Wednesday, July 21, 2010

Book Review: "Encaustic Workshop" by Patricia Baldwin Seggebruch

Another book i just finished reading:

3.5 out of 5 Stars

I read this book because I am interested in mixed media techniques and have played some with wax and wanted to learn more. This book covers some basic techniques and ideas for working with beeswax as an artistic medium. I wouldn't suggest this book for someone who is seriously interested in learning the traditional techniques of encaustic painting. In terms of how to paint with encaustic, the information was limited. But if you are a mixed media artists or are always looking for new techniques this is a fabulous resource to have in your library.

Patricia takes a very alternative approach using beeswax as a form of art. This book explores carving the wax, adding watercolor, transferring images, adding found objects, cloth and papers, and even burning shellac on the wax. She even has a chapter at the end with tips, examples, and ideas for how to present or frame your encaustic work.

The step by step images for all her technique examples seemed clear and easy to follow. However, I didn't care much for the examples of the finished art that were given throughout the book. Most of them I found to be uninspiring and as far as I could tell there was no real concept to any of her work, which was a disappointment. She made only a few references to concept throughout the whole book!

She did have some interesting techniques that sparked my interested, though. There was an example she showed where she bleached black paper. It looks like it has a lot of potential to create beautiful things. I am also interested in trying the shellac and watercolor techniques.

Here are the examples of these techniques. I photographed them from the book:

Bleaching Technique

Shellac Technique

Watercolor Technique

And now for my two cents about what I have observed from this book and in my own experience: I have found that when it comes to working with beeswax often times simpler (an image with a few accents and a couple layers of wax) is better...unless you want to go for a more abstract look. When I am trying to use photographs as the main focus and I am adding sand and twigs and paint and text and so on, it just never seems to come out correctly. It usually comes out looking cluttered or disorganized or scrapbooky. I think working with encaustic has a delicate balance between being a cohesive, strong piece of art and being a mess, boring, or having disconnected elements.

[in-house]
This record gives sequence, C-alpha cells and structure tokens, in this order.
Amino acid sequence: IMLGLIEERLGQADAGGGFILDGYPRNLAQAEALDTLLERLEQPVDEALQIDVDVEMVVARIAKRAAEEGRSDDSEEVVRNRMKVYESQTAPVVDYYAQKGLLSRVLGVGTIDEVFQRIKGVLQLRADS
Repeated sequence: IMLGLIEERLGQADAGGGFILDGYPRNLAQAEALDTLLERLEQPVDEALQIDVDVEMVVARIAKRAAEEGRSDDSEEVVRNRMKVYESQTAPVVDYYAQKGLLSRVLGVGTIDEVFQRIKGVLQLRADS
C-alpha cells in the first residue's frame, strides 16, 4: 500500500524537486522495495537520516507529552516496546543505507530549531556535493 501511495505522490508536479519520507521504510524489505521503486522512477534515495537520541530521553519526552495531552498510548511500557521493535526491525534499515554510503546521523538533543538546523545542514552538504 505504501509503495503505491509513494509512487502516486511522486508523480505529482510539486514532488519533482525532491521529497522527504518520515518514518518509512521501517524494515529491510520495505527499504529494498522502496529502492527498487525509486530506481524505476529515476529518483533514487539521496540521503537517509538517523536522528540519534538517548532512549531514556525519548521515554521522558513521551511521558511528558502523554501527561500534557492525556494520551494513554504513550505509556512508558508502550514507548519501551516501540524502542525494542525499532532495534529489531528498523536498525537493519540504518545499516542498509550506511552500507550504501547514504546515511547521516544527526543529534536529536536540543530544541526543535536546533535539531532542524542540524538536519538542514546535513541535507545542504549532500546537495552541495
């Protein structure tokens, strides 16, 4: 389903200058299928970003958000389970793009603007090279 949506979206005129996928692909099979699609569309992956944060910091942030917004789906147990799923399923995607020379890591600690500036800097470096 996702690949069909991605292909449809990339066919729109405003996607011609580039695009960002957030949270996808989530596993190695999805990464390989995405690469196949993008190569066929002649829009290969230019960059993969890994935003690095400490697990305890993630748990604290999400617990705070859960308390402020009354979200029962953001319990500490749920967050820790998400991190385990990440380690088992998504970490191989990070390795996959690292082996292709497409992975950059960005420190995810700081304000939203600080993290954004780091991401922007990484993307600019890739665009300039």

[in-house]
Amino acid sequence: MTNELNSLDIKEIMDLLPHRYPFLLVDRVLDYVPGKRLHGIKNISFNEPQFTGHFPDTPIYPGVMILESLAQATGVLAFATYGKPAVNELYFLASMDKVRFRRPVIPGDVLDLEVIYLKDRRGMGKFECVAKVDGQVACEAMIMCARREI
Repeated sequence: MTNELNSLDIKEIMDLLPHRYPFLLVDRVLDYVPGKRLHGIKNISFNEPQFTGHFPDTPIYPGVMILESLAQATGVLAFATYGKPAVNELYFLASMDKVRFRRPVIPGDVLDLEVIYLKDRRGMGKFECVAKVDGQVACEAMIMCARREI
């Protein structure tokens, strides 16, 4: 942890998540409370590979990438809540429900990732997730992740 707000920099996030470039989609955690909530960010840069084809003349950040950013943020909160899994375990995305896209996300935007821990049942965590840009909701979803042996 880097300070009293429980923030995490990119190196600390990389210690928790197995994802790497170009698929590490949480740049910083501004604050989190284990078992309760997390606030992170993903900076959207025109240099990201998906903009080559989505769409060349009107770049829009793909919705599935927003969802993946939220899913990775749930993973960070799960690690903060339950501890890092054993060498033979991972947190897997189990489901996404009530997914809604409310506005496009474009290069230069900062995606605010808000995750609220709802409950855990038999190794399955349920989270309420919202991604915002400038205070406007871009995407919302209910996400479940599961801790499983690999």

But, like I briefly mentioned before, when it comes to abstract work there is a lot of potential. There are many great textures and colors possible through the layering techniques of wax. In general I have found that I like the beauty and mood of abstract work with mixed media encaustic more then something that has a recognizable subject matter. An abstract approach with encaustic can create some very beautiful, visually interesting art.
On a final note, an important tip I discovered: when using photographs make sure the background surface is white, not wood/dark colored because it will darken your natural image a lot as your image becomes partly transparent from the wax.


  1. Thanks, Rebecca for this very informative review! I have a question: Since you "wouldn't suggest this book for someone who is seriously interested in learning the traditional techniques of encaustic painting", what book or books would you recommend for that? Are there any out there?

  2. I have not read any other books myself about encaustic painting. But I checked on Amazon and found two books that look like they cover a more traditional painting approach. However the reviews didn't look that great. If you want to search inside the book or read reviews you can look them up on amazon and see what you think: "The Encaustic Art Project Book" and "Encaustic Art: How to Paint with Wax" both by Micheal Bossom.
    If you are interested in encaustic painting, it might be helpful to get a basic book on encaustic so you can understand the foundational techniques and process. Then there are a lot of great tutorials I have watched on Youtube where you see more in depth techniques in practice. The videos can be very interesting and informative. There are also workshops that are taught on encaustic that you could look into.

  3. Also, the book I read, "Encaustic Workshop," gave some great resources at the back of the book for both supplies and workshops:
    These stores are a great place to buy ready made encaustic paints, tin cans to store them in, hake brushes and clayboards (which are excellent to use as your substrate).
    is a great website for information and getting in touch with other artists.
    hopefully these are helpful resources :)

  4. The best and most comprehensive book on encaustics---in fact---the bible for true encaustic artists is Joanne Mattera's The Art of Encaustic Painting. It's been around for a number of years and is clear and professionally written. She has also created and organized a national encaustic conference the last few years which is an exciting conference to go to if you are really into encaustics.

  5. Thanks for the tip Susan. Do you do encaustic painting?